2017. I’m now 40. I’m in a house that I rent alone and I’m writing about suicide. (Is that worrying?!!) Truth is, I just watched a film about Kurt Cobain and it took me right back. He killed himself in 1994 and it hit me hard back then because I understood it. That need to die, the ‘no choice’ of it all, the tragedy, the inevitability. I felt the same way. I felt like there was no other course, no other way forward that was gonna make any sense; to end it all made the most sense to me. To this day, I don’t know how I am still alive. I don’t know why I didn’t go through with it. Actually, no, I do know why – I had too much of a conscience. As much as I didn’t want to live, I felt I didn’t have the right to take a life that my parents had lovingly given to me. I understood the devastation that a suicide can have on those left behind. I hadn’t experienced it first hand, I’ve just always been an understanding and deeply compassionate person….how could I devastate my family like that? So I suffered with a life I didn’t want, a life I resented, a life I wished away every night before I’d fall asleep.
I don’t suffer from depression anymore and haven’t for a number of years – but that is because I actively chose to not give it any power. I do believe in experiencing a negative emotion, as it is character building, but not for any great length of time. Acknowledge it, address it, resolve it – don’t ever hand it your control; but depression isn’t the only reason to commit suicide. Genuinely, and I can say this because it comes easily to me and without deep negative emotion, I have thought most of my life that I will end my days by my own hand. I guess it wouldn’t come as a surprise to me if I went down that road one day. I know that most people won’t understand that way of thinking and immediately want me sectioned before I do myself harm, but it’s not like that! You’re just gonna have to take my word for that. It’s more to do with circumstance and a right to do with your life whatsoever you wish. This isn’t about depression or sadness, this is about pure choice.
I live a good life these days. I have taken many steps to rectify my own suffering over the years and I am far happier now than I have ever been, but that doesn’t mean to say I passionately love life in general. I’ve never been able to say that. Life, as amazing and beautiful as it can be, is still phenomenally exhausting at times. Whether it’s confrontations you could do without, a plan not coming to fruition, the acceptance of disappointment that what you hoped from life isn’t coming your way, the incessant change of feelings, the unknown, the unfulfilled dreams, the fulfilled dreams and what may come next, and the constant sacrifices, there is the fundamental question at the base of it all….what is the bloody point??!! Sometimes, for me, the sheer boredom from my relentless singledom is enough to make me question it all when life goes off kilter. It can be all you need just to have that one person to come home to, to call when shite hits the fan, to be cuddled when tears fill your eyes, to be surprised by when everything else takes on a dullness. When you don’t have that, year after year after year….man, that gets old real fast. Although it is said that great things come from dark times, or bored times, to endure those times…well if you could see me I’m simply shaking my head, giving a sigh of incredulity and not finding enough words to put into perspective, for you, just how many times I’ve found myself in this insecure awkwardness of personal transition. Looking into the future, what if I don’t find those things I yearn for? What if I continue to find myself in this position where I am uncertain of what is coming and still alone with that uncertainty? It’s not far from my imagination that I could just go, ‘ah fuck it, let’s clock out now….I’m done with this.’ As tragic and blah blah blah as it may be, sometimes it really does make so much sense to me. I don’t think that suicide is a cop out. I think it’s a legitimate life choice. Well, death choice. For the terminally ill, the suddenly incapacitated, the chronically depressed or the dispassionately bored, I get it. And I have such empathy for it.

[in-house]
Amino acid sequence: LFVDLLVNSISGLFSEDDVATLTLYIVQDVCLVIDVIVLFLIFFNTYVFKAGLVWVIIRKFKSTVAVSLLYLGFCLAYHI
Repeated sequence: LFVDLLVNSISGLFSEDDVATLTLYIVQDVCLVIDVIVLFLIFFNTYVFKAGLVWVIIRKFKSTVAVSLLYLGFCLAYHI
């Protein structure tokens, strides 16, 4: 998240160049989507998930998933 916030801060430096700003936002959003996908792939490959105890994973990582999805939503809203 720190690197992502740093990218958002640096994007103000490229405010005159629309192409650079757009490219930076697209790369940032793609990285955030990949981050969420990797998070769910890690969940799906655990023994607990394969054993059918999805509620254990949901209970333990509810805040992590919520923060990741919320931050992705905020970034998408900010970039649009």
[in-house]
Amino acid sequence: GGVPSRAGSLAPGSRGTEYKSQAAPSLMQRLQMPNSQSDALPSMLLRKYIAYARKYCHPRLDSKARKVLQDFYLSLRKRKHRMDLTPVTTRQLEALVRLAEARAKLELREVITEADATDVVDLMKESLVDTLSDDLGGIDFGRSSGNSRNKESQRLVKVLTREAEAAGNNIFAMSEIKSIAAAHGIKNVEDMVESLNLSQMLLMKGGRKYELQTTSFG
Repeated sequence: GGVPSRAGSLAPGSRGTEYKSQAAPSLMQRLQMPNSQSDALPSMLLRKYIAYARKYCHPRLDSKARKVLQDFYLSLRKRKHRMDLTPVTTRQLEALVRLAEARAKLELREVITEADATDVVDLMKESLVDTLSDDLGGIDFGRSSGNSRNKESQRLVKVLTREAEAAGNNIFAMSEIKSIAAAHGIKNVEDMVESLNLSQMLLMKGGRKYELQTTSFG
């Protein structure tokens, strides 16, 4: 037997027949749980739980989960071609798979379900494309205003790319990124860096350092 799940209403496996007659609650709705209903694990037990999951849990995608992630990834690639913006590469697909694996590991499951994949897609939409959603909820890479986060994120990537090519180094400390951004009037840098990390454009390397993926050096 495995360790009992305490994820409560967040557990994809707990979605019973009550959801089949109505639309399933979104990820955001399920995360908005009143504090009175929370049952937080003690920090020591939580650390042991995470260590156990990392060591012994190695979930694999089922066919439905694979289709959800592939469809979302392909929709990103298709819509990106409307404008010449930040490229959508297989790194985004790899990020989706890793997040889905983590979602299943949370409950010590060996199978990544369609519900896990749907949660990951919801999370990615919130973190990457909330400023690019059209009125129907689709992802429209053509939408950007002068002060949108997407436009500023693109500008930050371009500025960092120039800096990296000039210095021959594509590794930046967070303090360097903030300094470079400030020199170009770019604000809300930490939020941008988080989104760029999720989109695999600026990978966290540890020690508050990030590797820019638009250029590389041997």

If I was to be told, right now, that this is all my life will ever be, with no great love to befall me; a life lived as alone as it ever was….I’d be punching that card, with love in my heart and an acknowledging smile on my face, and without any regret. So I guess, curiosity and hope is what is keeping me alive now, despite the intermittent tedium.